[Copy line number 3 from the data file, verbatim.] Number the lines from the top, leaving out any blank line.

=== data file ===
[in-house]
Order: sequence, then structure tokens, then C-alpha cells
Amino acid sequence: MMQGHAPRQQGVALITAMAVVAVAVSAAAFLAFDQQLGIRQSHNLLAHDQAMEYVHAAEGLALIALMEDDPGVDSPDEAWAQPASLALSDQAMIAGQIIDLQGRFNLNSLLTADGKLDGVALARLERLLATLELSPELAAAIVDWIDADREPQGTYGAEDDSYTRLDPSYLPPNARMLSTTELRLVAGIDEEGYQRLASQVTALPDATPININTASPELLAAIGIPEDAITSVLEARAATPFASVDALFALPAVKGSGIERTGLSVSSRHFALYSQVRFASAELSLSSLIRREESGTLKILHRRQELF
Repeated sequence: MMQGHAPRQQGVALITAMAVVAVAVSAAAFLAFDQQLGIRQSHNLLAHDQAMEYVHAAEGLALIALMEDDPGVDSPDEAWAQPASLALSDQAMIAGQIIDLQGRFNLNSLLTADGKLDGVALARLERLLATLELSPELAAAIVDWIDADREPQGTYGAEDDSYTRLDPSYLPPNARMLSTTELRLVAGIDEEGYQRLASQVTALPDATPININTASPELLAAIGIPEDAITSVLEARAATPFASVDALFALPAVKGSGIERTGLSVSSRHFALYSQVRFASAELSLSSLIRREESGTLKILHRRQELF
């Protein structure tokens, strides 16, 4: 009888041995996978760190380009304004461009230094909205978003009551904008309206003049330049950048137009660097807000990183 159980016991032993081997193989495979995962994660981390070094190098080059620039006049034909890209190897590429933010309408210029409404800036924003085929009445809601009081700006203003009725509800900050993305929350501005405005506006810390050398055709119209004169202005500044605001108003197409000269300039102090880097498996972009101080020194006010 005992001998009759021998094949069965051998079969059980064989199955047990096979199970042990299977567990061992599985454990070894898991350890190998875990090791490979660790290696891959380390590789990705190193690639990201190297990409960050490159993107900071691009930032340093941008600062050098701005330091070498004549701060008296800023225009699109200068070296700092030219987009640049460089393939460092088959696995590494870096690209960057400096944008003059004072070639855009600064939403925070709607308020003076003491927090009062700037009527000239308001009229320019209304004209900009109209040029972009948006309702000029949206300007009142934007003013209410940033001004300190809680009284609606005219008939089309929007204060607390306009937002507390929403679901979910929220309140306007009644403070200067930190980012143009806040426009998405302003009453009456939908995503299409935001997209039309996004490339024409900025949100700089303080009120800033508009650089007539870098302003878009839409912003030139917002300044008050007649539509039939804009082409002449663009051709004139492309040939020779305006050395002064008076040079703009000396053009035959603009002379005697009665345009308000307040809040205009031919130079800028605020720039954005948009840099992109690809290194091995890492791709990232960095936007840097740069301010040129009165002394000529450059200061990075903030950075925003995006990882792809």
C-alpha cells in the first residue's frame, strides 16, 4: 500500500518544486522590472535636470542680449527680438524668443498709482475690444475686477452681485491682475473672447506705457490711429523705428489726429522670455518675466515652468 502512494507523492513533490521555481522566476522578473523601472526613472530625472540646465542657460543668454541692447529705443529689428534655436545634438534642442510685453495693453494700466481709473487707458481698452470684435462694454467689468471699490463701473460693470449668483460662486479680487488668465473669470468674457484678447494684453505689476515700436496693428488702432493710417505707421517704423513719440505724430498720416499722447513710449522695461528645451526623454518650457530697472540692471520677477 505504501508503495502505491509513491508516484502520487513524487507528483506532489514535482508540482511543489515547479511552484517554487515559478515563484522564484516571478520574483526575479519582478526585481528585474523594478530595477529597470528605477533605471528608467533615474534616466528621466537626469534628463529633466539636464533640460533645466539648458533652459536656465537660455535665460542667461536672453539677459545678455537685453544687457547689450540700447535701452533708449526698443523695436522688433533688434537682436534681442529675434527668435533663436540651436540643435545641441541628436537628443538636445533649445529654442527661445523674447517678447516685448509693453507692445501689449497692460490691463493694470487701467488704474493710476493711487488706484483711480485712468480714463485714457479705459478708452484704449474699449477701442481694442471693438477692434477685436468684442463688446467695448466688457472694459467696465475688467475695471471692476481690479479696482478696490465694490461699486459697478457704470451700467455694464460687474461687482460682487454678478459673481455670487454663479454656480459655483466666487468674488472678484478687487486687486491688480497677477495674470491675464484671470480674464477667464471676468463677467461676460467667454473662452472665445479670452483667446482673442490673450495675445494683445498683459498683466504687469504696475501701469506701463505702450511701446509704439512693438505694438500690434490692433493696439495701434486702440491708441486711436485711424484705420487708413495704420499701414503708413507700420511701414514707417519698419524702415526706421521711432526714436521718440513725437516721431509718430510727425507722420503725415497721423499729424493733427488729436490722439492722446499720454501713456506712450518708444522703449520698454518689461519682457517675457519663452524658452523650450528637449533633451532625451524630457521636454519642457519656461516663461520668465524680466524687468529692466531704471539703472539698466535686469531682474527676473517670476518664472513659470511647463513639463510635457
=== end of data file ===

Amino acid sequence: MMQGHAPRQQGVALITAMAVVAVAVSAAAFLAFDQQLGIRQSHNLLAHDQAMEYVHAAEGLALIALMEDDPGVDSPDEAWAQPASLALSDQAMIAGQIIDLQGRFNLNSLLTADGKLDGVALARLERLLATLELSPELAAAIVDWIDADREPQGTYGAEDDSYTRLDPSYLPPNARMLSTTELRLVAGIDEEGYQRLASQVTALPDATPININTASPELLAAIGIPEDAITSVLEARAATPFASVDALFALPAVKGSGIERTGLSVSSRHFALYSQVRFASAELSLSSLIRREESGTLKILHRRQELF